Last year, I was a Senior Student of Gryphons Grove School of Shamanism, and worked with a few of my classmates and Caroline in performing daily Healing Ceremonies at the Labyrinth in the Woods. I really enjoyed the experiences, as I was able to trust my vision the more clients I worked with. I also grew in confidence, and learned how to trust my instincts when faced with things I've never seen before.

This year, I may not assist in as many Healing Ceremonies, as I am looking forward to my own growth and healing. I hope to join a Sweat Lodge, as my last Sweat was over a year and a half ago. I got a good purge during the Purge Ritual in April 2012 (see my write-up about it here), but I feel that a deep, powerful, soul-cleansing Sweat would help me reset and integrate some of my more recent life experiences and lessons.

I look forward to meeting many of you Readers there, and to give Healing back to the community that has been so supportive of me!

11 June, 2012

Cross-posting for a friend regarding the philosphy of Magic

June is quite a busy month! I had my very first private, professional healing ceremony, and now the floodgates seem to be open (the whole month is almost fully booked already).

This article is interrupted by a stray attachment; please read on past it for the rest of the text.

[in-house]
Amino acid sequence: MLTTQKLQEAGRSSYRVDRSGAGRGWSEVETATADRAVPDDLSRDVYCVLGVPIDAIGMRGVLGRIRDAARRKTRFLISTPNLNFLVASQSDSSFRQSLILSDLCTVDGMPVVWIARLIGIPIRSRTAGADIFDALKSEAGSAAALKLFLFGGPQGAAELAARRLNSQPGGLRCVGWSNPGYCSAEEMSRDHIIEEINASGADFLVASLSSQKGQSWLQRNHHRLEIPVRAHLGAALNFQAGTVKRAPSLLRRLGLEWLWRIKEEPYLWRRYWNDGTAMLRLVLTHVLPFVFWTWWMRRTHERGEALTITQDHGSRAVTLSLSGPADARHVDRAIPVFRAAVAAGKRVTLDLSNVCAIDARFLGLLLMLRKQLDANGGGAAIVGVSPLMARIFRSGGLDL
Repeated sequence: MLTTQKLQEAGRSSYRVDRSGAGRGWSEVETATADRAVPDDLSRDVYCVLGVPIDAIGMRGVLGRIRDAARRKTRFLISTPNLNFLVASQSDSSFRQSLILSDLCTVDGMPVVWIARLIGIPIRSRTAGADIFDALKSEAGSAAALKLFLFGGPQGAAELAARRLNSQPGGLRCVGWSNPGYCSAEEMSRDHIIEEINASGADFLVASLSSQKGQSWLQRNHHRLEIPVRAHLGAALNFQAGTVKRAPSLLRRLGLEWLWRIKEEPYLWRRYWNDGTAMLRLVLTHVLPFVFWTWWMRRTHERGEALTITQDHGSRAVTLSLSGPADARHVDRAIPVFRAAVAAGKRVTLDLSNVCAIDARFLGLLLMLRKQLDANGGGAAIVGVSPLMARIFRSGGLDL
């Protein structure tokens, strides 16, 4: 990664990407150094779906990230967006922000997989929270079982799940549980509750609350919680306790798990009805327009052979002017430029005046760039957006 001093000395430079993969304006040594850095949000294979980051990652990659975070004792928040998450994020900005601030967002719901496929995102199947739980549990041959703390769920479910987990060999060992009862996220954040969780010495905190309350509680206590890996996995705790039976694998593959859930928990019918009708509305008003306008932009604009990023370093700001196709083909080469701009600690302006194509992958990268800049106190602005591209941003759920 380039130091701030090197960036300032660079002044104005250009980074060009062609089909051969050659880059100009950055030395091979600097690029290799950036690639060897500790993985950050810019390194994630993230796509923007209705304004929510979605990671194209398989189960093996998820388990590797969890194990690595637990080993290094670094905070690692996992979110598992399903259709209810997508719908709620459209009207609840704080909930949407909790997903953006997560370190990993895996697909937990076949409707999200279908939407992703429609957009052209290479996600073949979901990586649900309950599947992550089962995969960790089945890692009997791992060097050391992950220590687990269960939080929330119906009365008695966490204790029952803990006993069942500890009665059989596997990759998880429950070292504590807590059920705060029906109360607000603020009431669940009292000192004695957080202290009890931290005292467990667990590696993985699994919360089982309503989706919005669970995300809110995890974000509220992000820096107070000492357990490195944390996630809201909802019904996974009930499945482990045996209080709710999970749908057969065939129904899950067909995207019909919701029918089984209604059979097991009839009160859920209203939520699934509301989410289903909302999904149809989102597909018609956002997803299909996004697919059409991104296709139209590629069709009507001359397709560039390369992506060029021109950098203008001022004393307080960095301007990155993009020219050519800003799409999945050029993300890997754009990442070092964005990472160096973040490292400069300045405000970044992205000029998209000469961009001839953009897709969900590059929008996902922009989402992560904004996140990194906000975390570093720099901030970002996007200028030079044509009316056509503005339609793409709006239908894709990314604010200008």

I read a well-written article by a friend of mine, which discussed an interesting philosophical viewpoint of magic in a Druid context. As with all personal blog entries, I agree with some of his views, and not quite others (in the same way). But it certainly got me thinking about how Shamanism falls in between Magic, Therapy, and Divine Healing.


(original article can be found here)

"To begin with a discussion of magic in Druidry, one must begin with a discussion of magic in modern Neopaganism and the occult movements as a whole.
Most definitions of magic trace their roots back to Aleister Crowley's: to him, magic was "the Science and Art of causing Change to occur in conformity with Will." Crowley commonly spelled "magic" as "magick," using the "k" to differentiate the occult from prestidigitation, which comes and goes in favor (currently, most Druids use the term "magic" without the "k," while other magical and occult traditions prefer the "k" in their spelling).